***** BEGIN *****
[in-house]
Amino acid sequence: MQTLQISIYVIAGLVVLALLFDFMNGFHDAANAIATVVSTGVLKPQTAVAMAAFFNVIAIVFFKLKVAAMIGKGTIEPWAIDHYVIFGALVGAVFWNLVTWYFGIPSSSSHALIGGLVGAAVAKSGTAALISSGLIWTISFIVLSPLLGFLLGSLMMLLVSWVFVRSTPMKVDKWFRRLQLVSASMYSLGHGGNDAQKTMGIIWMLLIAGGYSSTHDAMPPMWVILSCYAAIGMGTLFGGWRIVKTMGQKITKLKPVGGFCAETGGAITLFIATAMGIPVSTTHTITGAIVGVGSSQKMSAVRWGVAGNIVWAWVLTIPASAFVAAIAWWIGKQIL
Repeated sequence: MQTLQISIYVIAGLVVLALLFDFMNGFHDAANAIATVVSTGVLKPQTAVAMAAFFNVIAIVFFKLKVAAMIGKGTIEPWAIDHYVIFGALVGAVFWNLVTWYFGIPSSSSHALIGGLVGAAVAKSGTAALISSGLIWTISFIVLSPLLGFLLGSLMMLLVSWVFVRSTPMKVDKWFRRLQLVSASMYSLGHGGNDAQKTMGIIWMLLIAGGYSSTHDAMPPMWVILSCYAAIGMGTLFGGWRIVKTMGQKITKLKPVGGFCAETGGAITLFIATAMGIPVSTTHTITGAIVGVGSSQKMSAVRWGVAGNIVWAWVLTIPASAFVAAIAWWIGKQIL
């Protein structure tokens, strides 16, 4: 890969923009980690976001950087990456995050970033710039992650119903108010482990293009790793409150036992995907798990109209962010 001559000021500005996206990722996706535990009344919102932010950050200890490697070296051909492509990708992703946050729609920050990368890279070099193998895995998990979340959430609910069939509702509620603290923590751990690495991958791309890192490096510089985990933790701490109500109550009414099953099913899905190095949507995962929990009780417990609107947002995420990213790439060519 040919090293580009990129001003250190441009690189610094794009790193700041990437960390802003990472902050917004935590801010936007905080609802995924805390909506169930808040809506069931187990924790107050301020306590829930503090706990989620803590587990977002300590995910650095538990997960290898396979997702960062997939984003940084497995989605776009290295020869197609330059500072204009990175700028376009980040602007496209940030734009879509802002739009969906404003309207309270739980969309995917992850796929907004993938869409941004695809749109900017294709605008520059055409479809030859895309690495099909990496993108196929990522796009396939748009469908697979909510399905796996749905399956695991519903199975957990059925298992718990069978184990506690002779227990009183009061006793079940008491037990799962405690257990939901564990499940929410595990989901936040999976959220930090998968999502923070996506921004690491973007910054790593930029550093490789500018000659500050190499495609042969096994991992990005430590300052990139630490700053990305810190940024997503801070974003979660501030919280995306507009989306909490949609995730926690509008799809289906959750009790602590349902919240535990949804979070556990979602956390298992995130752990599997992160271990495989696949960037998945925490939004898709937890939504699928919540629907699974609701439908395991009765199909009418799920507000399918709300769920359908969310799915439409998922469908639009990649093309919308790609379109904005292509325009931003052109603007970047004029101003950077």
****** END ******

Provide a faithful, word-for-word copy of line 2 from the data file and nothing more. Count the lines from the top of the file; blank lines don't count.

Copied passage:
Amino acid sequence: MQTLQISIYVIAGLVVLALLFDFMNGFHDAANAIATVVSTGVLKPQTAVAMAAFFNVIAIVFFKLKVAAMIGKGTIEPWAIDHYVIFGALVGAVFWNLVTWYFGIPSSSSHALIGGLVGAAVAKSGTAALISSGLIWTISFIVLSPLLGFLLGSLMMLLVSWVFVRSTPMKVDKWFRRLQLVSASMYSLGHGGNDAQKTMGIIWMLLIAGGYSSTHDAMPPMWVILSCYAAIGMGTLFGGWRIVKTMGQKITKLKPVGGFCAETGGAITLFIATAMGIPVSTTHTITGAIVGVGSSQKMSAVRWGVAGNIVWAWVLTIPASAFVAAIAWWIGKQIL